When asked for his advice regarding educational opportunities for Kenyans, Dr. Muteti said that he is passionate about Kenyans supporting fellow Kenyans. He believes in helping one another “move the needle.” Being a helper in his community, and not a hindrance, is his main priority. “Our experience out here tells us we can provide the technical know-how to lead the country instead of seeking elective offices as many have done. They have added to the problems by enriching themselves with public resources instead of using them to better their populace,” Dr. Muteti explained. “I wish the GoK could go out of its way to recruit right-minded people in the diaspora to help change the culture in the civil service. I will do my part as I begin various operations of UKARIMU in Kenya very soon. Stay tuned!”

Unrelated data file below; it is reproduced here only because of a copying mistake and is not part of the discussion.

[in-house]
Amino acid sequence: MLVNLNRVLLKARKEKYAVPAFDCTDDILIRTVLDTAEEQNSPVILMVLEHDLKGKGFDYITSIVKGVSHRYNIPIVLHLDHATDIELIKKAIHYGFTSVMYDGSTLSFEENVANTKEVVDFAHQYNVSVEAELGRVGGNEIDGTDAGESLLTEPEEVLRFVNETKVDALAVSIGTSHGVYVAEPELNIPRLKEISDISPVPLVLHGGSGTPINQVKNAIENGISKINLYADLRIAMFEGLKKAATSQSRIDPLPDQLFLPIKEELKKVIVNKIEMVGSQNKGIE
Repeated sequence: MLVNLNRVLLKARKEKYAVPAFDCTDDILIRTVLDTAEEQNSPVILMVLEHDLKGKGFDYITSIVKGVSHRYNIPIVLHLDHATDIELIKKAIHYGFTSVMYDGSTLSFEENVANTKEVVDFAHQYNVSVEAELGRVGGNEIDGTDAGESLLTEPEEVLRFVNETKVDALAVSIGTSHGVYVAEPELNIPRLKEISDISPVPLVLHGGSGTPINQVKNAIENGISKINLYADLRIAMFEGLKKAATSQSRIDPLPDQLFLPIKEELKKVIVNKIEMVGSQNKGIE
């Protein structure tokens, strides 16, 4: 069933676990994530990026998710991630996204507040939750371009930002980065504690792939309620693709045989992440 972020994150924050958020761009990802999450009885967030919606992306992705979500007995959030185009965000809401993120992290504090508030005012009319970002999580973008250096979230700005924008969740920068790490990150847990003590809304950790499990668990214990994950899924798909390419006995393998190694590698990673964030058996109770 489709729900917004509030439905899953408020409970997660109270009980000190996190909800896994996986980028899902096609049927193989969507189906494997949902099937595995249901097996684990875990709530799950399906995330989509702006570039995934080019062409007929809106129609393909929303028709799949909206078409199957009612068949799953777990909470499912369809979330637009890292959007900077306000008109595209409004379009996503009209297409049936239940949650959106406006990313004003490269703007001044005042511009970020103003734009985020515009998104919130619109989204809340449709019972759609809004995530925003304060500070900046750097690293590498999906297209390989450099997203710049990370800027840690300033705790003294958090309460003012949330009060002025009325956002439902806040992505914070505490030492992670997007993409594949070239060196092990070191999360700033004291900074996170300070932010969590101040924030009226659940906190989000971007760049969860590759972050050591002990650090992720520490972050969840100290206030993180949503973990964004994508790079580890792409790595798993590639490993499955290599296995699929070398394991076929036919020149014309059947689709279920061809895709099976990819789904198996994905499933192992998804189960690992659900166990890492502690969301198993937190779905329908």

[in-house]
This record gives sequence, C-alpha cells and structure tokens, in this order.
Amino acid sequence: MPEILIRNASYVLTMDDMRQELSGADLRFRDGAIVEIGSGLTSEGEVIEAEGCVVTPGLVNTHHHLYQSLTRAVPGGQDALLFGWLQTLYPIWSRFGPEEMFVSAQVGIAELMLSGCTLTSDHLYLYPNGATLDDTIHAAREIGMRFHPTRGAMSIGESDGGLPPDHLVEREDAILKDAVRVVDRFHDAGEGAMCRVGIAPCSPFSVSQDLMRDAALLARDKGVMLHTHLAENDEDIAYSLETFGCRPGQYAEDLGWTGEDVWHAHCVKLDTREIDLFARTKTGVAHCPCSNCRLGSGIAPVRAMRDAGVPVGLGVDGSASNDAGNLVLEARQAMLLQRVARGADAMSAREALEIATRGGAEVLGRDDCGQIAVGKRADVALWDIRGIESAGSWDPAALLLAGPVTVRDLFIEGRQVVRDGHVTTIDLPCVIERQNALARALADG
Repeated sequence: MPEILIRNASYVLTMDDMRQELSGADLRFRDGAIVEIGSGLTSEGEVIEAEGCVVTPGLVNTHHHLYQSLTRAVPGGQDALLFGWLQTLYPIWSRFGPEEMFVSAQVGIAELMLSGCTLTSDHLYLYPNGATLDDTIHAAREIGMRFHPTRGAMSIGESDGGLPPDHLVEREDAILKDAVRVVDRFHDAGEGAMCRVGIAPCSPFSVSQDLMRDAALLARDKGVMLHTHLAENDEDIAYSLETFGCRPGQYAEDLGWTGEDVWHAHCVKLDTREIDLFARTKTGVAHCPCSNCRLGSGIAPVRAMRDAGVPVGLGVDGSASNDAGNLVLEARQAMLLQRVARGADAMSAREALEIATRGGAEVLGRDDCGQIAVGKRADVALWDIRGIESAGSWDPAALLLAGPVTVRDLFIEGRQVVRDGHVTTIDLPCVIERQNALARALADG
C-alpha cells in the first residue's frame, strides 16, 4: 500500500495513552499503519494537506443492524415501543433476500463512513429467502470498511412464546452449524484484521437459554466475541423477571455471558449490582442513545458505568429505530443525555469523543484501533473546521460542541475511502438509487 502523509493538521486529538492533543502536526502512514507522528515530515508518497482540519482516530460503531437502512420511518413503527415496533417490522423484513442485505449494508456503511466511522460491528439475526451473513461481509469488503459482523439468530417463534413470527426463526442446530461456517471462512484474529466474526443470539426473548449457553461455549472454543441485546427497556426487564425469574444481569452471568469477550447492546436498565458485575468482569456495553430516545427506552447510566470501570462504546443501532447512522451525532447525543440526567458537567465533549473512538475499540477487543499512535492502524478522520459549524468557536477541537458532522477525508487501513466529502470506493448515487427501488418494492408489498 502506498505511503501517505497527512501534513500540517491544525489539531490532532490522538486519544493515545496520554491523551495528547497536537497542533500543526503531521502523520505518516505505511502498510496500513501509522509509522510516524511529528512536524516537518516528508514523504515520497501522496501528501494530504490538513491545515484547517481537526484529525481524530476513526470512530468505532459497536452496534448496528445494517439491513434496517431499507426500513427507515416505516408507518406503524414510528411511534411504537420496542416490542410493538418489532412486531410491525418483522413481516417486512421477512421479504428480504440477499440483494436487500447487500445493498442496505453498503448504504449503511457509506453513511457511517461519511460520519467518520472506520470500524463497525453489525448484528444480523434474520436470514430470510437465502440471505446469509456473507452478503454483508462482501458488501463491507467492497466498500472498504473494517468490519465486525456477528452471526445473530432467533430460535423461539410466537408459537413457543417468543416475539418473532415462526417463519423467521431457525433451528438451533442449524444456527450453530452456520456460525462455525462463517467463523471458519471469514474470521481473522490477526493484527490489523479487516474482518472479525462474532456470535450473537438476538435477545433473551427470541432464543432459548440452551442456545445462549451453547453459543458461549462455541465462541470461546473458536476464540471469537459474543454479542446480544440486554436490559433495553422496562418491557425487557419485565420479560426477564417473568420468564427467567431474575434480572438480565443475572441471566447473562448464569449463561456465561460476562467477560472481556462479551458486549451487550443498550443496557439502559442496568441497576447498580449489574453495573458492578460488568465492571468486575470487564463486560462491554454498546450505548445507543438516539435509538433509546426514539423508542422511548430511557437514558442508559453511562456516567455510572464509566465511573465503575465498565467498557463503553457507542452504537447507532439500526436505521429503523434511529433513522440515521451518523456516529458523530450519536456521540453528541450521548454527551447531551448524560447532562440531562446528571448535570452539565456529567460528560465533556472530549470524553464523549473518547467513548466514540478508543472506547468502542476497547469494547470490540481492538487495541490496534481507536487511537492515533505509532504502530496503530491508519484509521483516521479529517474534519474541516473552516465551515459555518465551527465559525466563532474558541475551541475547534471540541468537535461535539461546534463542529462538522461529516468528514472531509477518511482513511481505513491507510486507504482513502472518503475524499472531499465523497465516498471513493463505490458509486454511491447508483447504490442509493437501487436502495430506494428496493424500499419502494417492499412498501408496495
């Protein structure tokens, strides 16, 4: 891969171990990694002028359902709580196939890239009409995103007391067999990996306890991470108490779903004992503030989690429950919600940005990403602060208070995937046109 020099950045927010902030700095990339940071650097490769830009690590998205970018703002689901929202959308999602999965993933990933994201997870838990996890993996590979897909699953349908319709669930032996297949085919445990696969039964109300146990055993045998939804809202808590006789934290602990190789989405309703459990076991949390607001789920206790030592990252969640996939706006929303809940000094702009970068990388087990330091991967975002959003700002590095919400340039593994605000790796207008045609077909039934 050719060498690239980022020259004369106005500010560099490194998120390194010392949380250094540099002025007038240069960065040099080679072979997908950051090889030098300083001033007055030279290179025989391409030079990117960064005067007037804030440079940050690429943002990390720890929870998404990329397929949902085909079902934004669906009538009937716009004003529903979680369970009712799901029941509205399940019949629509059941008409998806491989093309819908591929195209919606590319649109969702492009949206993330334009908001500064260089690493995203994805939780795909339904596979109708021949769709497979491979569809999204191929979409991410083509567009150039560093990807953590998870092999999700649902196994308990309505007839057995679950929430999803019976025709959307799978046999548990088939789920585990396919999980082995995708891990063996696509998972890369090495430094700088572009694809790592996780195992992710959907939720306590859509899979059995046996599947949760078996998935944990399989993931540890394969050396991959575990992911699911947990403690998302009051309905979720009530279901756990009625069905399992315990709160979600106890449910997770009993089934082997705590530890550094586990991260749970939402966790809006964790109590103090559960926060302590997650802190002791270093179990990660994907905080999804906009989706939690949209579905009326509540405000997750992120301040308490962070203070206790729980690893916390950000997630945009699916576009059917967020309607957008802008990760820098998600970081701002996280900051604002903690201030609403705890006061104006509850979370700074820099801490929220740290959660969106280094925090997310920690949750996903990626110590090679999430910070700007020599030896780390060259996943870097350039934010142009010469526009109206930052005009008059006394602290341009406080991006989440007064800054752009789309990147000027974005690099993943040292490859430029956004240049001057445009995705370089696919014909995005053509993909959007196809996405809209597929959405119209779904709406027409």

In working to be a  part of the solution, he presumes that he can achieve his goals as well as encouraging and assisting others to do the same. If he is unable to accomplish that task, then he feels his life experiences and educational opportunities were all in vain. “After all, what is my expertise if I cannot use it to advance others?’ he asked. That is the question that drives servants like Dr. Muteti to live out the Golden Rule.